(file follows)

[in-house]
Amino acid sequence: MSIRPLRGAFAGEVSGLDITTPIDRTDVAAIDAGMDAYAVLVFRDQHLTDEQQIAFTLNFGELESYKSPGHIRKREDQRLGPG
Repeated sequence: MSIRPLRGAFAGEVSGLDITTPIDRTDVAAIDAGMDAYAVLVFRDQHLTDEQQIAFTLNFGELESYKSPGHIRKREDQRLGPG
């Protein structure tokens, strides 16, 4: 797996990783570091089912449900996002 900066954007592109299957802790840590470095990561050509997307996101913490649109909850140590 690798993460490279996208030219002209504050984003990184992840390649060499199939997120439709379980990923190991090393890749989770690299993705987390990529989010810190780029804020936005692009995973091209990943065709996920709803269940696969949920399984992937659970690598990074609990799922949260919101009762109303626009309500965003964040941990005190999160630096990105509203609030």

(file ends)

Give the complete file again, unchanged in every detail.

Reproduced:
[in-house]
Amino acid sequence: MSIRPLRGAFAGEVSGLDITTPIDRTDVAAIDAGMDAYAVLVFRDQHLTDEQQIAFTLNFGELESYKSPGHIRKREDQRLGPG
Repeated sequence: MSIRPLRGAFAGEVSGLDITTPIDRTDVAAIDAGMDAYAVLVFRDQHLTDEQQIAFTLNFGELESYKSPGHIRKREDQRLGPG
């Protein structure tokens, strides 16, 4: 797996990783570091089912449900996002 900066954007592109299957802790840590470095990561050509997307996101913490649109909850140590 690798993460490279996208030219002209504050984003990184992840390649060499199939997120439709379980990923190991090393890749989770690299993705987390990529989010810190780029804020936005692009995973091209990943065709996920709803269940696969949920399984992937659970690598990074609990799922949260919101009762109303626009309500965003964040941990005190999160630096990105509203609030």